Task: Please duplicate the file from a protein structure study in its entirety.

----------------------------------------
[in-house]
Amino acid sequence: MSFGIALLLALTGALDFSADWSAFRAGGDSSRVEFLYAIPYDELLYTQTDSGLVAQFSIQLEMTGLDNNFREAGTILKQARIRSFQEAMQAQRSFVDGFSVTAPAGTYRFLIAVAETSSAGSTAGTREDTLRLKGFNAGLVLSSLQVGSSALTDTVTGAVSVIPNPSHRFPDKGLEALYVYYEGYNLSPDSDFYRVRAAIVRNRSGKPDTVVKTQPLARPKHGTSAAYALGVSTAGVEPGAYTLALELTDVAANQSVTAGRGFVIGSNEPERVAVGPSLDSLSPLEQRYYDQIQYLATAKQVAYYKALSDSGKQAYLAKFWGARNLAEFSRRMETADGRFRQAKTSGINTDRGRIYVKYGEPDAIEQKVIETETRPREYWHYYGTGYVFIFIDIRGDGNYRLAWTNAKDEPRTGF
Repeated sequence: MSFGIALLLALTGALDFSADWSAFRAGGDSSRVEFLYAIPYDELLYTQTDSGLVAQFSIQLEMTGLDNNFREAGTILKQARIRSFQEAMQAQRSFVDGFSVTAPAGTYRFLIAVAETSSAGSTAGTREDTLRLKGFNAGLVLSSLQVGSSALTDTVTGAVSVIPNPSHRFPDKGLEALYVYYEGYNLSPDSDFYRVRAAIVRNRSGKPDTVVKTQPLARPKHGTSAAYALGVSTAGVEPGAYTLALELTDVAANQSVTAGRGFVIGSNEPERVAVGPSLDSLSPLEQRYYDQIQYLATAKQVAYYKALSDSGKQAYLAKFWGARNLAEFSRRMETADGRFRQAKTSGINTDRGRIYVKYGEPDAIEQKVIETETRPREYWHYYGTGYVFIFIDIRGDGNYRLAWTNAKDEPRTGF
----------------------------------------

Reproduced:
[in-house]
Amino acid sequence: MSFGIALLLALTGALDFSADWSAFRAGGDSSRVEFLYAIPYDELLYTQTDSGLVAQFSIQLEMTGLDNNFREAGTILKQARIRSFQEAMQAQRSFVDGFSVTAPAGTYRFLIAVAETSSAGSTAGTREDTLRLKGFNAGLVLSSLQVGSSALTDTVTGAVSVIPNPSHRFPDKGLEALYVYYEGYNLSPDSDFYRVRAAIVRNRSGKPDTVVKTQPLARPKHGTSAAYALGVSTAGVEPGAYTLALELTDVAANQSVTAGRGFVIGSNEPERVAVGPSLDSLSPLEQRYYDQIQYLATAKQVAYYKALSDSGKQAYLAKFWGARNLAEFSRRMETADGRFRQAKTSGINTDRGRIYVKYGEPDAIEQKVIETETRPREYWHYYGTGYVFIFIDIRGDGNYRLAWTNAKDEPRTGF
Repeated sequence: MSFGIALLLALTGALDFSADWSAFRAGGDSSRVEFLYAIPYDELLYTQTDSGLVAQFSIQLEMTGLDNNFREAGTILKQARIRSFQEAMQAQRSFVDGFSVTAPAGTYRFLIAVAETSSAGSTAGTREDTLRLKGFNAGLVLSSLQVGSSALTDTVTGAVSVIPNPSHRFPDKGLEALYVYYEGYNLSPDSDFYRVRAAIVRNRSGKPDTVVKTQPLARPKHGTSAAYALGVSTAGVEPGAYTLALELTDVAANQSVTAGRGFVIGSNEPERVAVGPSLDSLSPLEQRYYDQIQYLATAKQVAYYKALSDSGKQAYLAKFWGARNLAEFSRRMETADGRFRQAKTSGINTDRGRIYVKYGEPDAIEQKVIETETRPREYWHYYGTGYVFIFIDIRGDGNYRLAWTNAKDEPRTGF